Planes and trains can deliver the growth the IMF wants

Speed is not enough, we need growth. Gareth Fuller/PA

The International Monetary Fund’s annual report on the UK economy calls for the Chancellor to boost economic growth through investing in infrastructure.

While the IMF is right to make this point, we must ensure we do not once again become bogged down in the simplified debate around “austerity vs stimulus” that has dominated policy discussion in recent years. Economic growth will only return through what is known as “investment spending” on planes, trains and other projects with a strong “multiplier” effect.

Spending, multiplied

Here’s how the argument works. If the government decides to build a new rail link, or a new runway at an airport, then construction workers are employed, and their suppliers increase production to provide the goods needed during the building. There is a boost to employment in both construction and manufacturing. These workers then go out and spend their earnings, further boosting income and employment.

This ripple effect through the economy continues, boosting output and jobs still further. Economists call this positive spill over effect the “multiplier”. For every pound of spending, you get back several times more, since the extra income and employment generates higher tax revenues. And this reduces the government’s deficit.

Construction projects in infrastructure have particularly high multipliers as, in the longer term, they also help the economy work better. Better transport links, for instance, reduce costs to businesses and commuting times for individuals.

The boost to manufacturing is also important. Despite the growth of the service sector over the past few decades, manufacturing is still the “engine of growth”. So boosting manufacturing is important in securing long-term growth.

This tells us that government spending on “investment” can reduce the deficit and have positive short- and long-run effects on employment and income.

Examples of investment spending might include the proposed Heathrow expansion, investment in high-speed rail (HS2), the expansion of urban light rail (tramway) systems, and the construction of road schemes that cut congestion and link major cities together effectively.

Stop the consumption, start the investment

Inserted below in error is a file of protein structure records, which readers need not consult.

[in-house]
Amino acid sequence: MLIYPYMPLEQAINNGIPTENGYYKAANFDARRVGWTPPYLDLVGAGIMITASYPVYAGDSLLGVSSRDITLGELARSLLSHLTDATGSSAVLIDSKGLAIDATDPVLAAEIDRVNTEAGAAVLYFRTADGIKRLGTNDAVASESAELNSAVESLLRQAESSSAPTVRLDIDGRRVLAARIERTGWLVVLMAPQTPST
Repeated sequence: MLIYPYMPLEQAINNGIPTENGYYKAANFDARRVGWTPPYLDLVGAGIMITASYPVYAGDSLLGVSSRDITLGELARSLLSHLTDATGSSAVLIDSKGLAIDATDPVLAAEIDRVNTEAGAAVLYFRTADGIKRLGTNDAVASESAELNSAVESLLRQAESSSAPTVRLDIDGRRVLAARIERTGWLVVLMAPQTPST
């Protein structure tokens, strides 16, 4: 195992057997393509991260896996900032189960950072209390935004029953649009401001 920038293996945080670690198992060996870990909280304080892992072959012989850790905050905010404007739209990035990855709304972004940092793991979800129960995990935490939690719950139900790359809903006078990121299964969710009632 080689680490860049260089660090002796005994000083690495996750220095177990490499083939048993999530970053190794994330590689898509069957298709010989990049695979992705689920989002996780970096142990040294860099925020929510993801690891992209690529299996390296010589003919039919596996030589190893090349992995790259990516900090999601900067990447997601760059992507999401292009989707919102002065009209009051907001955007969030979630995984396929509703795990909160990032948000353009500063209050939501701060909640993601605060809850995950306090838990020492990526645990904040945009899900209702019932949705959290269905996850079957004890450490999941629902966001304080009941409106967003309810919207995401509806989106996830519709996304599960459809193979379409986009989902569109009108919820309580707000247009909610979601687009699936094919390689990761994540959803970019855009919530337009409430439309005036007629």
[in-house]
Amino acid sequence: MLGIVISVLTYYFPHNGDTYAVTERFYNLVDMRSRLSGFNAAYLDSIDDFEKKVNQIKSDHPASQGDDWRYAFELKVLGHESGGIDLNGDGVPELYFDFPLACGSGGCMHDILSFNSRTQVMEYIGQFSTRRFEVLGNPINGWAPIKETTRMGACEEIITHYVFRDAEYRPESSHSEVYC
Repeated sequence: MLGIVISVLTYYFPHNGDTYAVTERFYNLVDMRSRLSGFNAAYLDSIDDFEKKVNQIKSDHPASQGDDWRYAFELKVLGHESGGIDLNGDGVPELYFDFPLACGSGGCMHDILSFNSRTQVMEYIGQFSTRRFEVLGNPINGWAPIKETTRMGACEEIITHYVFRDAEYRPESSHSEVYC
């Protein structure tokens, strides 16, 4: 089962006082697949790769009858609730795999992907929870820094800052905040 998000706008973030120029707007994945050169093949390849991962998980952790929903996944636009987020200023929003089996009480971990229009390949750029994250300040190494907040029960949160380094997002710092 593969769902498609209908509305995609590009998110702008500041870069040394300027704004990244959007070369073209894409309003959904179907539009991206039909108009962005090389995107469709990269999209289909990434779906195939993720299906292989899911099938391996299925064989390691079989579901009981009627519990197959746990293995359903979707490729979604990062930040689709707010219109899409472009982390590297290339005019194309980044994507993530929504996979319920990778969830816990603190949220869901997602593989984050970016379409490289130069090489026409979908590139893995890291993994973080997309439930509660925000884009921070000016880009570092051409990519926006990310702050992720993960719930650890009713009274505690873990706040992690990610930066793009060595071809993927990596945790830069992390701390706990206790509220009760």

But before we get carried away, not all government spending has the same beneficial effects. Government spending that is “consumption” rather than “investment” has a much smaller multiplier effect. So increasing transfer payments, such as welfare benefits, would not have anything like the positive economic effect generated by investment projects.

Spending on local construction projects, such as cosmetic regeneration schemes in run-down areas and traffic calming measures, would also not be capable of generating large multiplier effects, since these don’t have the longer term benefits of large investment projects.

Government spending that “distorts” the economy can also have negative effects. Current energy policy that offers subsidies to renewable energy providers and artificially increases costs to individuals and businesses (for example through carbon price floors) fall in to this category. These “green” policies are arguably holding back economic growth.

Tough choices

The take away message is this: cutting the public deficit and boosting growth is not as simple as it is made out to be. Neither cutting public spending, as advocated by many on the right, nor increasing public spending, as advocated by many on the left, provides us with a complete solution.

It is about spending more on projects which have a strong investment component. Projects which boost construction and manufacturing to begin with but also yield a longer term benefit to the infrastructure of the economy, giving it the room to grow in future.

Heathrow expansion and HS2 are good examples of projects that would deliver exactly these investment benefits - strong multiplier effects, a boost to UK manufacturing, and long term infrastructure improvements to build future capacity for growth.

A focus on infrastructure spending means making tough decisions on welfare spending. And it means reversing current thinking on energy policy. None of this is easy or uncontroversial, but government “investment” really is the key to growth.

The IMF appear to have realised this. Now it is the Chancellor’s turn.